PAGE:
A comorbidity adjustment category based on the presence of secondary diagnoses will also be given to 30-day periods. Depending on a patient’s secondary diagnoses, a 30-day period may receive no comorbidity adjustment, a low comorbidity adjustment, or a high comorbidity adjustment. A 30-day period of care can receive payment for a low comorbidity adjustment or a high comorbidity adjustment, but not both. The comorbidity adjustment in the PDGM can increase payment by up to 20 percent.

If a home health patient has any changes in diagnoses (either principal or secondary), this should be reflected on the claim. “However,” CMS states in the final rule, “We would expect that the HHA clinical documentation would also reflect these changes and any communication/coordination with the certifying physician would also be documented.”

For LUPAs under the PDGM, the threshold will vary for a 30-day period depending on the PDGM payment group. CMS will continue to multiply the per-visit payment amount for the first skilled nursing, physical therapy, or speech-language pathology visit in LUPA periods by the appropriate add-on factor. See Table 32 in the final rule for a list of HIPPS codes and their PDGM payment groups.

Each 30-day period will also be placed into one of three functional impairment levels to indicate if, on average, given the HHA’s responses on certain functional OASIS questions, a 30-day period was predicted to have higher or lower costs.

Under the PDGM, before a provider submits a final claim, the HHA will need to have a completed an OASIS assessment, a signed certification, orders, and a plan of care. Physicians should complete the certification when the plan of care is established, or as soon as possible.

The certifying physician will no longer need to provide an estimate of how much longer skilled services will be required as part of the recertification process. Each recertification, care plan update, and comprehensive assessment update will also be valid for two 30-day periods of care.

For 60-day episodes that span 2019 and 2020, payment will be made under the standardized 60-day episode payment amount. HHAs certified for participation in Medicare on or after Jan. 1, 2019, will not receive Request for Anticipated Payment (RAP) payments beginning in 2020, but will still be required to submit a no pay RAP to initiate a period of care, and every 30 days thereafter.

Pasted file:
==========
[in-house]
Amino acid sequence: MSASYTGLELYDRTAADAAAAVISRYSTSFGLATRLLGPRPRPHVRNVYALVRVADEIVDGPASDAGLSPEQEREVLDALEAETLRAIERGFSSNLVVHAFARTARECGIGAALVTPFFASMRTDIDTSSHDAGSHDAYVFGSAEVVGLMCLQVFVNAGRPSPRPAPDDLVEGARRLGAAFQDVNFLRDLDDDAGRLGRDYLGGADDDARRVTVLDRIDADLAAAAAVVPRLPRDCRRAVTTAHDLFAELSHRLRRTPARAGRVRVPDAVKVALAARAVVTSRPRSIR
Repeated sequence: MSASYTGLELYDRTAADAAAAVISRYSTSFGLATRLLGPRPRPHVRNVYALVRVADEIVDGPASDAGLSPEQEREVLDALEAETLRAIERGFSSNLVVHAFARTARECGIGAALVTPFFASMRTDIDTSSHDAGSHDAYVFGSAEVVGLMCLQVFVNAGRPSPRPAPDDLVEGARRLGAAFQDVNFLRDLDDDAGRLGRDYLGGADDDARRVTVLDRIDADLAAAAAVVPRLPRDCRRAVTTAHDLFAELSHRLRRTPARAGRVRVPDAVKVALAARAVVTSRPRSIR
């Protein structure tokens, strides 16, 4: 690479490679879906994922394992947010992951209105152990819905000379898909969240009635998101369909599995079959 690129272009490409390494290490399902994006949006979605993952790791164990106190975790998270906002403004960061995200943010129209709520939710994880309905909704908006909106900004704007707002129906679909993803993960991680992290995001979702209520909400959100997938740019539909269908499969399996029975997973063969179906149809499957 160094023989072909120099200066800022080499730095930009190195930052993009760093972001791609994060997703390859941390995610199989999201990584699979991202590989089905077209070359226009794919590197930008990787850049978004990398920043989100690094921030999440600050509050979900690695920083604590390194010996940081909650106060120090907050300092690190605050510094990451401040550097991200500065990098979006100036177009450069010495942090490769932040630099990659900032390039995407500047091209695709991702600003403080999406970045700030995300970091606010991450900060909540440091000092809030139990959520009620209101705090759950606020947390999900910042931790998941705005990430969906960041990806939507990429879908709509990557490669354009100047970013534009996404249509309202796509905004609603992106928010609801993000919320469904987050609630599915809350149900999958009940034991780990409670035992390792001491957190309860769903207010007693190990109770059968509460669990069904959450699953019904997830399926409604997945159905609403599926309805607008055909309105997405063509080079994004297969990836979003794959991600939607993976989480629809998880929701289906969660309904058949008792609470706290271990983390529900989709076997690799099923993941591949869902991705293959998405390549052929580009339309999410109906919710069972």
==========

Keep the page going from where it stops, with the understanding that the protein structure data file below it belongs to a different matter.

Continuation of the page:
Payment for Home Infusion Therapy Services

CMS is finalizing its proposal to redefine the meaning of “infusion drug administration calendar day.” Home infusion therapy services temporary transitional (calendar years 2019 and 2020) payment “is for the day on which home infusion therapy services are furnished by skilled professional(s) in the individual’s home on the day of infusion drug administration.”

“These services must be furnished by an eligible home infusion supplier in the individual’s home to an individual who is under the care of an applicable provider and where there is a plan of care established and periodically reviewed by a physician prescribing the type, amount, and duration of infusion therapy services,” CMS states in the final rule.

Three payment categories will be used to determine payment:

  • Payment 1 includes antifungals and antivirals, uninterrupted long-term infusions, pain management, inotropic, and chelation drugs.
  • Payment 2 includes subcutaneous immunotherapy infusions.
  • Payment 3 includes certain chemotherapy drugs.

HCPCS Level II G codes have been created for these payment categories.

Each payment category will be paid under the Physician Fee Schedule. No geographic adjustment will apply. In the case that two (or more) home infusion drugs or biologicals from two different payment categories are administered concurrently on a single infusion drug administration calendar day, one payment for the highest payment category will be allowed.

Other Provisions in the HH PPS Final Rule

Also in the rule, CMS:

  • Finalizes changes to the Home Health Value-Based Purchasing (HHVBP) model. In addition, with respect to the Home Health Quality Reporting Program, the rule discusses the Meaningful Measures Initiative; finalizes the removal of seven measures to further the priorities of this initiative; discusses social risk factors and provides an update on implementation efforts for certain provisions of the IMPACT Act; and finalizes a regulatory text change regarding OASIS data.
  • Finalizes health and safety standards that home infusion therapy suppliers must meet for the home infusion therapy benefit; an approval and oversight process for accrediting organizations (AOs) that accredit home infusion therapy suppliers; and the implementation of temporary transitional payments for home infusion therapy services for 2019 and 2020.
  • Finalizes only one of the two new requirements CMS proposed to implement in the regulations for the oversight of AOs that accredit Medicare-certified providers and suppliers.

For complete verbiage, see the HH PPS final rule.

Renee Dustman
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Renee Dustman

Executive Editor at AAPC
Renee Dustman, BS, AAPC MACRA Proficient, is an executive editor at AAPC. She holds a Bachelor of Science degree in Media Communications - Journalism. Renee has more than 20 years experience in print production and content management. Follow her on Twitter @dustman_aapc.
Renee Dustman
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About Has 629 Posts

Renee Dustman, BS, AAPC MACRA Proficient, is an executive editor at AAPC. She holds a Bachelor of Science degree in Media Communications - Journalism. Renee has more than 20 years experience in print production and content management. Follow her on Twitter @dustman_aapc.